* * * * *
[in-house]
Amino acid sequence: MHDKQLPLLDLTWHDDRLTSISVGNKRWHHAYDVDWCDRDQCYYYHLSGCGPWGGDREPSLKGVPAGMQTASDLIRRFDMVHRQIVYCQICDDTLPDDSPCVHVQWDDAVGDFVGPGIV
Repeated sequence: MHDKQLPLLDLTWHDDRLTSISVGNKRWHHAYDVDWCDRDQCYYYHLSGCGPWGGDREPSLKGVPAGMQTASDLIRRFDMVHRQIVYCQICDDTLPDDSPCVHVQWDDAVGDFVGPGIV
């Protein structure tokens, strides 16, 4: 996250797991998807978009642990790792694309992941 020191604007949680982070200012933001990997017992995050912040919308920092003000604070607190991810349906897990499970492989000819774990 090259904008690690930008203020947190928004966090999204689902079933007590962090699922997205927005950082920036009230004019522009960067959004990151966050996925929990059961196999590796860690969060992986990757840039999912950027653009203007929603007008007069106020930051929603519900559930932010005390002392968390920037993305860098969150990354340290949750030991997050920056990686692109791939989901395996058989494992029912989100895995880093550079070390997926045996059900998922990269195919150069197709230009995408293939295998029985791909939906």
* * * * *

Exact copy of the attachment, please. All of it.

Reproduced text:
[in-house]
Amino acid sequence: MHDKQLPLLDLTWHDDRLTSISVGNKRWHHAYDVDWCDRDQCYYYHLSGCGPWGGDREPSLKGVPAGMQTASDLIRRFDMVHRQIVYCQICDDTLPDDSPCVHVQWDDAVGDFVGPGIV
Repeated sequence: MHDKQLPLLDLTWHDDRLTSISVGNKRWHHAYDVDWCDRDQCYYYHLSGCGPWGGDREPSLKGVPAGMQTASDLIRRFDMVHRQIVYCQICDDTLPDDSPCVHVQWDDAVGDFVGPGIV
């Protein structure tokens, strides 16, 4: 996250797991998807978009642990790792694309992941 020191604007949680982070200012933001990997017992995050912040919308920092003000604070607190991810349906897990499970492989000819774990 090259904008690690930008203020947190928004966090999204689902079933007590962090699922997205927005950082920036009230004019522009960067959004990151966050996925929990059961196999590796860690969060992986990757840039999912950027653009203007929603007008007069106020930051929603519900559930932010005390002392968390920037993305860098969150990354340290949750030991997050920056990686692109791939989901395996058989494992029912989100895995880093550079070390997926045996059900998922990269195919150069197709230009995408293939295998029985791909939906």